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State v. Moore

Supreme Court of North Carolina
Sep 1, 1893
113 N.C. 698 (N.C. 1893)


September Term, 1893

Constitutional Law — Taxation — Privilege — License — Uniformity — Police Regulation — Excessive License Fee.

1. Uniformity, in its legal and proper sense, is inseparably incident to the power of taxation, whether applied to taxes on property or to those imposed on trades, professions, etc.; therefore,

2. Acts 1891, ch. 75, defining an "emigrant agent" "to mean any person engaged in hiring laborers in the State to be employed beyond the limits of the same," and providing that emigrant agents shall pay the State Treasurer a license fee of $1,000 before they can hire laborers in certain counties of the State, to be employed beyond the limits of the State, is, if considered as an exercise of the taxing power of the Legislature, in contravention of the Constitution, Art. V, sec. 3, authorizing the Legislature to tax "trades, professions, franchises," etc., and is void for want of uniformity.

3. The occupation of an "emigrant agent," as defined in chapter 75, Acts 1891, does not belong to that class of trades or occupations which are so inherently harmful or dangerous to the public that they may, either directly or indirectly, be restricted or prohibited.

4. Since the act does not prescribe any regulation as to how the business shall be carried on, nor any police supervision, and since it exacts a very large license fee, it is restrictive and prohibitory of the business mentioned therein, and if considered as an exercise of police power, is void for that reason. 5. There being no regulation of such occupation, and therefore no expense in supervising it, or any expense whatever beyond the amount necessary to defray the cost of issuing the license, the act, if considered an exercise of police power, is also void for the unreasonableness of the license fee.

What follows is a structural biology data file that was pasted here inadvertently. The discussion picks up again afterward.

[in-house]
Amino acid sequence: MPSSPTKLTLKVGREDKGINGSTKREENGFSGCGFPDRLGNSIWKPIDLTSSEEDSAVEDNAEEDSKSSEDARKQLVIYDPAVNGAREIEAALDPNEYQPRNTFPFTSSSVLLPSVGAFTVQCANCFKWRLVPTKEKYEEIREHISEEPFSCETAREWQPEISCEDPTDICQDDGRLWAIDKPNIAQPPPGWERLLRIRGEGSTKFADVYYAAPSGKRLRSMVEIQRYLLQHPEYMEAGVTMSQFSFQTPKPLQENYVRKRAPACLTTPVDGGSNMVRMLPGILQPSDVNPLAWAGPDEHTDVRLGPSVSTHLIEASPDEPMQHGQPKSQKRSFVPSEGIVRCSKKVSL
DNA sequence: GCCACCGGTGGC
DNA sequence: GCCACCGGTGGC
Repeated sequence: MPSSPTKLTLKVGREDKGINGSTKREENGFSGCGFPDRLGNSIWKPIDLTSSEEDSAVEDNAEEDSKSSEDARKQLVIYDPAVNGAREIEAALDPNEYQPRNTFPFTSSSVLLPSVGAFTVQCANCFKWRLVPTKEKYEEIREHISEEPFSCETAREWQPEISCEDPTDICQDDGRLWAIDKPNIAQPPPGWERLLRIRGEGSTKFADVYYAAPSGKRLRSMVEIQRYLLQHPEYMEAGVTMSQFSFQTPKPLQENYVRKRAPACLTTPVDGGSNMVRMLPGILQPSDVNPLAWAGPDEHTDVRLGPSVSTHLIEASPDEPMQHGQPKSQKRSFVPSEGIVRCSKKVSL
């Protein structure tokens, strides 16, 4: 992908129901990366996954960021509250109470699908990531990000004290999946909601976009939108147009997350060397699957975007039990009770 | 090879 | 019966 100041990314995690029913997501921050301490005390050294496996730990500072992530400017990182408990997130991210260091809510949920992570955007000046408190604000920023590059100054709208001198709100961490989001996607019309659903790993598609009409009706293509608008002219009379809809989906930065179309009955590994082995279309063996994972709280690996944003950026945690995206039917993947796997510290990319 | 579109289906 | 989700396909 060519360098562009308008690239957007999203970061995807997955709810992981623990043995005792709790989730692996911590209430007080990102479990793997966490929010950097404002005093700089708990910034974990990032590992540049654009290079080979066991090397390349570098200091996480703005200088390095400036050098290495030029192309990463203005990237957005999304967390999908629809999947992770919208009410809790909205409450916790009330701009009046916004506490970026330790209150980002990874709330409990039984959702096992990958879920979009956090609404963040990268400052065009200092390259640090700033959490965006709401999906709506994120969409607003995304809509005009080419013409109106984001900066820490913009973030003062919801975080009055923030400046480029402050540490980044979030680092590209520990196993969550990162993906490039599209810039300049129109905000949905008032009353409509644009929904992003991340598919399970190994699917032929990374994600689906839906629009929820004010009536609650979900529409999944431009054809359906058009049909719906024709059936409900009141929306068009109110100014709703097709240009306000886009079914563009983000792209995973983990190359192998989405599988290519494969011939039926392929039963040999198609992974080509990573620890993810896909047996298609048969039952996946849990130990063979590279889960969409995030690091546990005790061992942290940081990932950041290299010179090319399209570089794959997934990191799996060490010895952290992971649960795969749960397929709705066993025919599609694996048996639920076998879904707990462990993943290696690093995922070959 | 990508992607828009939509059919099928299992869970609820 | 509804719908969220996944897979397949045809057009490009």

INDICTMENT for violation of the provisions of chapter 75, Laws 1891, tried before Meares, J., at May Term, 1893, of NEW HANOVER Criminal Court.

The Attorney-General for the State.

Junius Davis for defendant.

The State appealed.

This is an indictment for the violation of chapter 75, Laws 1891, and it is found in the special verdict that the defendant, "without having first procured a license therefor from the Treasurer of the State of North Carolina, did hire six laborers in the county of New Hanover, in the State aforesaid, to be employed beyond the limits of the said State, and did solicit other laborers in said county to hire themselves to be so employed; and that the said defendant, on the (699) day aforesaid and in the county aforesaid, was engaged in the business of hiring in the said county laborers to be employed beyond the limits of said State; and that the said county of New Hanover is east of the line as at present established, and as so established on 6 February, 1891, for the receiving of patients by the North Carolina Insane Asylum."

The act referred to excludes, in express terms, from its operation any of the counties in the State which are west of the said line, except a few which are therein specifically named; and thus it appears that the same occupation may be lawfully and freely pursued in many of the counties of North Carolina, while in others a license fee of $1,000 is required to be paid into the State treasury; and its pursuit, without such a license, is denounced as a criminal offense and punishable by a fine of "not less than $500 and not more than $5,000," or by imprisonment in the county jail "not less than four months, or confinement in the State prison at hard labor not exceeding two years, for each and every offense, within the discretion of the court."

It must be manifest from these provisions that the principle of uniformity is entirely disregarded, and that, if the act is to be considered as an exercise of the taxing power of the Legislature, it must, under the repeated decisions of this Court, be declared unconstitutional and void.

The Constitution, Article V, section 3, authorizes the Legislature to tax "trades, professions, franchises," etc., and, although it is not expressly provided that such taxes shall be uniform, "Yet," says Rodman, J., speaking for the Court in Gatlin v. Tarboro, 78 N.C. 119, "a tax not uniform, as properly understood, would be so inconsistent with natural justice and with the intent which is apparent in the section of the Constitution above cited, that it would be restricted as unconstitutional."